Now, we’ve been commissioned to take a closer look at The Junction, a new residential and retail plot nestled within the old viaduct which connects through to Wellington Place.

The pieces of the puzzle slot together because, importantly, the wider scheme was put in place first. 

How do we ensure connectivity across places?

In our mind there’s a clear wayfinding-winner between the two cities, so what can we learn from how city-wide wayfinding should be approached?

Big picture thinking at the local authority level

We must think like Leeds, not Manchester. Coordinated rather than piecemeal.

A comprehensive city-wide wayfinding strategy will always reap the rewards of logical and clear navigation for visitors, encouraging them to stay a little longer.

Thinking beyond your red line boundary

Wayfinding is too often tacked on at the end of a project, the last thing to be thought of when redevelopment works happen. Developers and estate managers would be better off taking a step back at the outset and seeing how their piece of the puzzle fits in with surrounding land uses.

Having a city-wide wayfinding strategy obviously helps with this but even in its absence, taking the time to acknowledge and sign key destinations that lie beyond your boundaries can help hugely to improve people movement.

The wayfinding at Manchester’s Circle Square is informed by a strategy to ease people movement across this new neighbourhood

Designing wayfinding strategies that put signage in the right place

Wayfinding is more than just slotting a sign in the ground.

Our strategy work identifies a place’s key destinations to determine where signage should go and what it should point to. Rather than marking every historic building on every sign, less is very often more when it comes to signs. it’s always better to point visitors towards the Cathedral quarter, for example, and then to direct people to individual destinations once they’ve made that step.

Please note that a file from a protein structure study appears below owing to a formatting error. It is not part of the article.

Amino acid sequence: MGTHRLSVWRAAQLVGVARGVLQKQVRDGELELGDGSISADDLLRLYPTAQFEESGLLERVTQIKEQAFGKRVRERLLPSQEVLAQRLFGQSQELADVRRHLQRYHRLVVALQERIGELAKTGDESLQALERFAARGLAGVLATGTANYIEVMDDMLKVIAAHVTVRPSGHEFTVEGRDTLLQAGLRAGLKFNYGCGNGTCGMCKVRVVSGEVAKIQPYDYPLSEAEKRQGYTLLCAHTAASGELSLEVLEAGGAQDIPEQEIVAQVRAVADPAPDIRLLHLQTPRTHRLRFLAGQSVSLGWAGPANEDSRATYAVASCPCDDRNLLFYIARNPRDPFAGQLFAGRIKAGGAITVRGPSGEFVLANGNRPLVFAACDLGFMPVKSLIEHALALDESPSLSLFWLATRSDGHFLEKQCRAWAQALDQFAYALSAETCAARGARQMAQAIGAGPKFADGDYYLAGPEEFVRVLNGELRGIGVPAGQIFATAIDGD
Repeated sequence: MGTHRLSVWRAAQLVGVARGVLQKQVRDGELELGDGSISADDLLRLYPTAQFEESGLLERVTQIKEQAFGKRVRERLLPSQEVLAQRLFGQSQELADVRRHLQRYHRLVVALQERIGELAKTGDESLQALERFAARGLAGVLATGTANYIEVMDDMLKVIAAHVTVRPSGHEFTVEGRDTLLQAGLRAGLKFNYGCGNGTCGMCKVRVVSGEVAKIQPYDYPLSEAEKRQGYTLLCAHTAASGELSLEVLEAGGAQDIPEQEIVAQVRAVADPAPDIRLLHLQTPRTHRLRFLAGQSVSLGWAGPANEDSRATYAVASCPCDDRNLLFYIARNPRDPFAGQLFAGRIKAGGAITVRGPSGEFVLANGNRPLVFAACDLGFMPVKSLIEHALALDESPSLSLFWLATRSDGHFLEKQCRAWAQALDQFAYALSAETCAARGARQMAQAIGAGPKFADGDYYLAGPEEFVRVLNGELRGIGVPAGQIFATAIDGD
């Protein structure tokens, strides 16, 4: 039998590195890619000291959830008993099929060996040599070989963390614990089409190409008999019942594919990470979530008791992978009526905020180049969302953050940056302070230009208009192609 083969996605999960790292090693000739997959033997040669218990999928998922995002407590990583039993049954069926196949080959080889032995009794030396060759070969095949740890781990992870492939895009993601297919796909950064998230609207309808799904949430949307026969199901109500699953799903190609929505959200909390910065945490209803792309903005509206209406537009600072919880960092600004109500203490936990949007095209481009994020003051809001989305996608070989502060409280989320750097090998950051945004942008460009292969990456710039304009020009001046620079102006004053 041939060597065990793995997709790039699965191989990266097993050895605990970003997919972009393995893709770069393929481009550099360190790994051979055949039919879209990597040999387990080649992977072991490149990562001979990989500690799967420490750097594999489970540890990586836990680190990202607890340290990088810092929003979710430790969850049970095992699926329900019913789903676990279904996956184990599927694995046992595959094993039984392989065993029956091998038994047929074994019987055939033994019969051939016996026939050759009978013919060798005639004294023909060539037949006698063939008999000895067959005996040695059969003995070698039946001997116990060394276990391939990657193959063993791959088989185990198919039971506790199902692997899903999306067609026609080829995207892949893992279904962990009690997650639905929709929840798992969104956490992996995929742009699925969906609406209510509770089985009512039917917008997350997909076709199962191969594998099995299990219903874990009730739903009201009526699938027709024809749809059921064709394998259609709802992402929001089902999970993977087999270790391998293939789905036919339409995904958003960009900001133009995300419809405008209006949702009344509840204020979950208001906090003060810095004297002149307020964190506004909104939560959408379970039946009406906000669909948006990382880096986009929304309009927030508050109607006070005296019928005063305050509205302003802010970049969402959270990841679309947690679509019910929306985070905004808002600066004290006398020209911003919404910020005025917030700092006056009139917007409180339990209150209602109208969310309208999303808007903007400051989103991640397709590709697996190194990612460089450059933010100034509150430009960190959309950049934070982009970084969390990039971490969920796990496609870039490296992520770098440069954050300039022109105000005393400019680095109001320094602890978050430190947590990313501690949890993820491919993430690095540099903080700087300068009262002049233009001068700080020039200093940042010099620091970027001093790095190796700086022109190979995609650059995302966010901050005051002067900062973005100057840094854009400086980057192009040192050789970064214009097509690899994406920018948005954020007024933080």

The aim is to gently nudge people in the right direction, to choreograph the movement of people.

Designing concepts which are easily adaptable

In vibrant and dynamic cities the destinations will, inevitably, change over time.

So, it’s crucial to design a concept that can easily be adapted later on, when the tourist information office moves to a different building, for example. Because we understand the practicalities of keeping a wayfinding strategy up to date, we design schemes that are pragmatic as well as attractive and work closely with manufacturers at every stage.

Why does this matter?

Because visitors matter. And a visitor’s experience is hugely impacted by how well they can navigate a place.  

So, as we brace to welcome tourists to our cities this summer – or even step out to get to know our own city a little better – let’s remember how vital it is to welcome those that make the effort to spend their well-earned holidays in our humble cities. We want them to lose themselves in our wonderful cities – without actually getting lost.

We welcome them by easing their journey, nudging them along on their path and letting them know clearly when they’ve arrived at their destination, and hint at what else is there as they move along their journey. Then they will grow in confidence and be more likely to stay a little longer and walk a little further.

If you’re responsible for helping people move around your town or city, talk to us about how we can devise a wayfinding strategy that will connect the dots and ease people movement. Get in touch.